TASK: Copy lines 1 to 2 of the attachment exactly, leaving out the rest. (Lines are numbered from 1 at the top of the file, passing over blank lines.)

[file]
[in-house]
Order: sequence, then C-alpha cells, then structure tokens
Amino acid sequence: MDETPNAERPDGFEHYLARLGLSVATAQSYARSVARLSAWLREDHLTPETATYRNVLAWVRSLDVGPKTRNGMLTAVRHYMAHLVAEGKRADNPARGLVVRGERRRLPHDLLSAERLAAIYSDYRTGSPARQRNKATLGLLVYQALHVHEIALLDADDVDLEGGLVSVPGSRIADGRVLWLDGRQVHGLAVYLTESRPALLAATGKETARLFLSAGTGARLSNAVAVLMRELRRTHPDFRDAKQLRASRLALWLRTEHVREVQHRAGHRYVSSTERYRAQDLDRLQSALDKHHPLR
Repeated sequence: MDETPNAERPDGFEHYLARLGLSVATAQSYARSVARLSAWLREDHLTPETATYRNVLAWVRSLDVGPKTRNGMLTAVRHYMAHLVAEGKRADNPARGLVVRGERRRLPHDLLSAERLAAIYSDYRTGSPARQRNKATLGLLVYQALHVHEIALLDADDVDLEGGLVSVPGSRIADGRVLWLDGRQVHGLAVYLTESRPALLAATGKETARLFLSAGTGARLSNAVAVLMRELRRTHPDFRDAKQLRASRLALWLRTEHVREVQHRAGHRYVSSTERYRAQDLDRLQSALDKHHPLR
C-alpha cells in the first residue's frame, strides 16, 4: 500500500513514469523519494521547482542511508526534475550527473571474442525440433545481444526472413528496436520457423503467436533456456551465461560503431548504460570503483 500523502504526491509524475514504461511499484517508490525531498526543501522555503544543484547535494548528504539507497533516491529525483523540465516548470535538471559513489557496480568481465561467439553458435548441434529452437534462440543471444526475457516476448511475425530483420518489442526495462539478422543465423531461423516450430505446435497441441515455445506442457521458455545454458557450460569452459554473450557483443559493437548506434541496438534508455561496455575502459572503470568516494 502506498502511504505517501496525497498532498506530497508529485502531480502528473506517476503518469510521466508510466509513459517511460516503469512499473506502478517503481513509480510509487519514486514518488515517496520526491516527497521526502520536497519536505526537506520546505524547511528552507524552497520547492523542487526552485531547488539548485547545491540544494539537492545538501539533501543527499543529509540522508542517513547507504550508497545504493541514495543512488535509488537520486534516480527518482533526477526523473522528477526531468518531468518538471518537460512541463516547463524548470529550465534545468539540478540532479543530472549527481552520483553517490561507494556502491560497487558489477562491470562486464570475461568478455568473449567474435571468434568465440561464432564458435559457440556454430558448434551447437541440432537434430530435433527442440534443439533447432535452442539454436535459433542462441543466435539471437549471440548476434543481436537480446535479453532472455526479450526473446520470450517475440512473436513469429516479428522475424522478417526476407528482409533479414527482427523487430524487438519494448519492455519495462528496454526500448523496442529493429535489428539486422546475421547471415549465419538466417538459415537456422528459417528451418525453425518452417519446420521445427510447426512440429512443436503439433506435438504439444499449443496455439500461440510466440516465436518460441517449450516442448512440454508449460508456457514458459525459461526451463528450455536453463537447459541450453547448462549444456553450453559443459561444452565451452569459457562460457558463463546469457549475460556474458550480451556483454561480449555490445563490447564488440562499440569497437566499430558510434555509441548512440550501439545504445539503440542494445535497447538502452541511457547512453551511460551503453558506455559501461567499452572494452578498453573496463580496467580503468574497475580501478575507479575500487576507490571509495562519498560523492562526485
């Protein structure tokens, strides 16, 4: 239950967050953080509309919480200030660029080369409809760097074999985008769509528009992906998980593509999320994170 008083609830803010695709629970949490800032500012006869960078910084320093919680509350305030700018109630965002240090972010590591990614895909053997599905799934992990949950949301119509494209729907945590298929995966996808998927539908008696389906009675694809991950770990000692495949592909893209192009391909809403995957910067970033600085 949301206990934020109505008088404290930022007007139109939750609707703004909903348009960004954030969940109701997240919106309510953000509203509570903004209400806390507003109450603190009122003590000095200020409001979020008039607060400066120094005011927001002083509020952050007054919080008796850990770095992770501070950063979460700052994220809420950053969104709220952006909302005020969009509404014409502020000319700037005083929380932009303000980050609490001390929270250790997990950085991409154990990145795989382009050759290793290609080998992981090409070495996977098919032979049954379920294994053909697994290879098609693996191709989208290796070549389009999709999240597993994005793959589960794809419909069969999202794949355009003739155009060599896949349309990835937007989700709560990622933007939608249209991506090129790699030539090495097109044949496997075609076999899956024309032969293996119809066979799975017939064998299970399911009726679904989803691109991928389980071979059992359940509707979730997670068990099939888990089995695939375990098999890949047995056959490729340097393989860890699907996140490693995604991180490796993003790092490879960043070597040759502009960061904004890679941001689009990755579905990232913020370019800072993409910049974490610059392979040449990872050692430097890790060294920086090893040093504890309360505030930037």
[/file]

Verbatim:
[in-house]
Order: sequence, then C-alpha cells, then structure tokens